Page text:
dnd 5e – Does teleporting into the reach of a character with the Polearm Master feat provoke an opportunity attack?

Yes, an opportunity attack is triggered.

The rules for how teleportation works with opportunity attacks without polearm master are as follows:

You also don’t provoke an opportunity attack when you teleport or when someone or something moves you without using your movement, action, or reaction.

(PHB p.195) (emphasis added).

So in normal circumstances it would be impossible for a teleport to trigger an opportunity attack. However, the polearm master feat states:

While wielding a glaive, halberd, pike, or quarterstaff, other creatures provoke an opportunity attack from you when they enter your reach.

(PHB p.168) (emphasis added).

Since teleporting into someone’s reach involves entering their reach we can assume that the prerequisites for an opportunity attack via the polearm master feat are met.

This interpretation of the rules relies on the belief that specific beats general and that the rules for a feat are more specific than the general rules regarding teleportation/opportunity attacks.

dnd 5e – Does teleporting into the reach of a character with the Polearm Master feat provoke an opportunity attack?

Yes, an opportunity attack is triggered.

The rules for how teleportation works with opportunity attacks without polearm master are as follows:

You also don’t provoke an opportunity attack when you teleport or when someone or something moves you without using your movement, action, or reaction.

(PHB p.195) (emphasis added).

So in normal circumstances it would be impossible for a teleport to trigger an opportunity attack. However, the polearm master feat states:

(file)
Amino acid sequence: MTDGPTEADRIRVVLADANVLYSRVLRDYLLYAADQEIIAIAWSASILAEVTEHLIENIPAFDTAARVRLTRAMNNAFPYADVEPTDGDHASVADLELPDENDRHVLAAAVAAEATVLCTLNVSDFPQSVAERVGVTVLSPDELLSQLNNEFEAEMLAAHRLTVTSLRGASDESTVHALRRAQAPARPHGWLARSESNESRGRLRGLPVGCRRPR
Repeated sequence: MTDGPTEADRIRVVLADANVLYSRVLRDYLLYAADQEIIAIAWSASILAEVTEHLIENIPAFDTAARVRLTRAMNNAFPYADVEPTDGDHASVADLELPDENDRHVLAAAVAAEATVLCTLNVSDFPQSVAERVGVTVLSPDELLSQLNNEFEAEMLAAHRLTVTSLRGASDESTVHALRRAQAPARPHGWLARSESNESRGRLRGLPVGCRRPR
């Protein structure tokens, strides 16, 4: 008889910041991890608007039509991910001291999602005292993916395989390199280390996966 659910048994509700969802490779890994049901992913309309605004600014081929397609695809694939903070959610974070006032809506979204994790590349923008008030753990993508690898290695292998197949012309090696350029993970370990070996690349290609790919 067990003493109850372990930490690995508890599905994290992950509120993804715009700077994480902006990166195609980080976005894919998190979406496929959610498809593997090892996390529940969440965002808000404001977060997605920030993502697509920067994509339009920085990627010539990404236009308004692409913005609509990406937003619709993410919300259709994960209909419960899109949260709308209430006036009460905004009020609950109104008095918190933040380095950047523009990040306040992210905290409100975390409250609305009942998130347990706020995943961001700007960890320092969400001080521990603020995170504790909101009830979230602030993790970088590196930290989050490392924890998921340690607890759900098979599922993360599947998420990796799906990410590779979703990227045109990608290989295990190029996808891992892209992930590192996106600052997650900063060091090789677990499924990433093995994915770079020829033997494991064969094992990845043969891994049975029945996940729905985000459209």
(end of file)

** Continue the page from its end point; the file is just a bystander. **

While wielding a glaive, halberd, pike, or quarterstaff, other creatures provoke an opportunity attack from you when they enter your reach.

(PHB p.168) (emphasis added).

Since teleporting into someone’s reach involves entering their reach we can assume that the prerequisites for an opportunity attack via the polearm master feat are met.

This interpretation of the rules relies on the belief that specific beats general and that the rules for a feat are more specific than the general rules regarding teleportation/opportunity attacks.

dnd 5e – Polearm Master opportunity attack

RAW

“…creatures provoke an opportunity attack from you when they enter
the reach
you have with that weapon.”

With a 10′ reach, and the creature “appears” (more on that in a second) within that reach, say 5′, then they have appeared within the reach, they have not “entered the reach”, which would be at 10′.

You cannot provoke an opportunity attack normally when moving within the reach (e.g. moving around the person) only when a creature “moves out of your reach”. For a polearm, that is extended to 10′. Therefore, the “entering” reach would be the same; 10′ not 5′ since reach weapons:

“adds 5 feet to your reach when you attack with it. This property also
determines your reach for opportunity attacks with a reach weapon.”